Emerging evidence from studies on the subjective experience of recovery from psychosis indicates that mental health services need to move beyond seeking to reduce symptoms or promote skill acquisition. Wellness, as it is increasingly defined in terms of mental health, recognizes that services need to take into account the sense people make of the challenges they face and any resultant decisions about how they should best respond to these. Services are thus needed to support sense-making, including the ability to reflect upon and form an evolving and adaptive sense of oneself and one's place in the larger human community. In line with this, several different approaches to recovery-oriented psychotherapy and psychosocial rehabilitation are currently being developed for persons diagnosed with psychosis. Many of these approaches explicitly, or implicitly, use the terms metacognition, or mentalization, to describe the processes they target, in order to enable persons to form more integrated and diverse senses of self and others which would promote recovery. In this chapter we offer an introduction to an edited volume which not only presents a range of these kinds of therapies but also illustrates their potential to be useful in creating change and enhancing recovery for persons with a range of very different goals, abilities and challenges. To prepare the reader, we offer a description of the nature and evolution of the terms metacognition and mentalization, and discuss their theoretical links with health.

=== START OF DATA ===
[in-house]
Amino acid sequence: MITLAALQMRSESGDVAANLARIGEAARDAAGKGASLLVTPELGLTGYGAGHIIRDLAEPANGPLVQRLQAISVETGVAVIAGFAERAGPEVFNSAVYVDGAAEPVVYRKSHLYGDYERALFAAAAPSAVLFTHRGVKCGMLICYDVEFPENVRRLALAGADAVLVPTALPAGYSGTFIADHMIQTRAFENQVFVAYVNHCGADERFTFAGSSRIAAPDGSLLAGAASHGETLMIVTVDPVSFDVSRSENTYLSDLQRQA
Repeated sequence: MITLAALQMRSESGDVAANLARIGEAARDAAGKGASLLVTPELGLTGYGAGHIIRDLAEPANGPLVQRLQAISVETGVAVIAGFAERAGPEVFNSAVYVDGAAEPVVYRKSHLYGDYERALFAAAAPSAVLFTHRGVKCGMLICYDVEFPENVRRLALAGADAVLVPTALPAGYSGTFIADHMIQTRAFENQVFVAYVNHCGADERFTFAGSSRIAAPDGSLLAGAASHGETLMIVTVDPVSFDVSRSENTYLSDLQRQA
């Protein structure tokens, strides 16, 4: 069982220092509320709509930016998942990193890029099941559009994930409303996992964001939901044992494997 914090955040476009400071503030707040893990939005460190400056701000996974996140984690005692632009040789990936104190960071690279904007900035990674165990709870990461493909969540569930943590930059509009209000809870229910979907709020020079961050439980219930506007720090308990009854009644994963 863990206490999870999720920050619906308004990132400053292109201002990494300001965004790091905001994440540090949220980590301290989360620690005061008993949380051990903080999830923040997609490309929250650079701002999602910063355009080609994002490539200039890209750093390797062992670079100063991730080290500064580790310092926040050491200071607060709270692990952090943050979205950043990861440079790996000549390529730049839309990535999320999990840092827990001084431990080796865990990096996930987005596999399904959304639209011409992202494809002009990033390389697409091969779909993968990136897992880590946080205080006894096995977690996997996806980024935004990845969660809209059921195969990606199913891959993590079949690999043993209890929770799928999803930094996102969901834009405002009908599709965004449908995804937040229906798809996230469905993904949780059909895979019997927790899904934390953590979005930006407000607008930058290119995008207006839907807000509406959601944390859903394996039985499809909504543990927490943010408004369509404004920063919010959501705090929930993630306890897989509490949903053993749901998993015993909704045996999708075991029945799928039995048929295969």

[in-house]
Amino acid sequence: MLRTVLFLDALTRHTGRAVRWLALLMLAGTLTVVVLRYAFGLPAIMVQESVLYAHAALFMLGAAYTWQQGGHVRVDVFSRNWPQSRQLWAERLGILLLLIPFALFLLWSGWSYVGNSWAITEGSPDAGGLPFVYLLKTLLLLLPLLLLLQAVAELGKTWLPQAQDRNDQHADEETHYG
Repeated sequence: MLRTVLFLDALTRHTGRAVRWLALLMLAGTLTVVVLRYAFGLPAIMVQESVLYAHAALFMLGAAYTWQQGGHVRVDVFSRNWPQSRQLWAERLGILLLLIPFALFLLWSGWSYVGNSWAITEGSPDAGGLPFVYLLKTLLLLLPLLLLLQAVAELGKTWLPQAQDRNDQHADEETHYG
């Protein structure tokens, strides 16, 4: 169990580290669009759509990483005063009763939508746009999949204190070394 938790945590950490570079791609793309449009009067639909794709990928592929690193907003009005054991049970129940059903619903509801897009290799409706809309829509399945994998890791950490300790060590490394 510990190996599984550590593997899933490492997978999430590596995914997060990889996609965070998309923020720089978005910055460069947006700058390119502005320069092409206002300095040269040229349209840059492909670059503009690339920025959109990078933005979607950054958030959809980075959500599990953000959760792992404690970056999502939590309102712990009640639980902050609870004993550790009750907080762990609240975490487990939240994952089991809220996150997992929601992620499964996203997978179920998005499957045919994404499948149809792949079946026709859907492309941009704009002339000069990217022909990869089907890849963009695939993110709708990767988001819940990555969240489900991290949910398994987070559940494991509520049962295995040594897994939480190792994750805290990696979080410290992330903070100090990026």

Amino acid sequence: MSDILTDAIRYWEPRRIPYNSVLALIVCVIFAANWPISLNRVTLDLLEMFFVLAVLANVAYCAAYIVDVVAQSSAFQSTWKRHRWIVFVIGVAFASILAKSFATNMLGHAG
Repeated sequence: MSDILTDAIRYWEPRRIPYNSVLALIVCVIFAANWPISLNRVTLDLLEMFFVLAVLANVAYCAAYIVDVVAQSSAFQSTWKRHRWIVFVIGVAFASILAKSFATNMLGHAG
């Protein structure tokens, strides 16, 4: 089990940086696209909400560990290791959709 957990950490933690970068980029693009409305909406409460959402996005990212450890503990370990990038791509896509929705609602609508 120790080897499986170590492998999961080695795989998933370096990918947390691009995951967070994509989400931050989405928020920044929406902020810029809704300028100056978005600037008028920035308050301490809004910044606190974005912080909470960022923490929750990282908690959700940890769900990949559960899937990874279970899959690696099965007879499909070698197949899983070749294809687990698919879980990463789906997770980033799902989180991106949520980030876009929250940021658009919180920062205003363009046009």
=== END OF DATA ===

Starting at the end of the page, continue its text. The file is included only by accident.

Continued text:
|Title of host publication||The Recovery of the Self in Psychosis|
|Subtitle of host publication||Contributions from Metacognitive and Mentalization Based Oriented Psychotherapy|
|Publisher||Taylor and Francis|
|Number of pages||11|
|State||Published - 18 Jun 2021|
Bibliographical notePublisher Copyright:
© 2021 selection and editorial matter, Ilanit Hasson-Ohayon and Paul H. Lysaker. All rights reserved.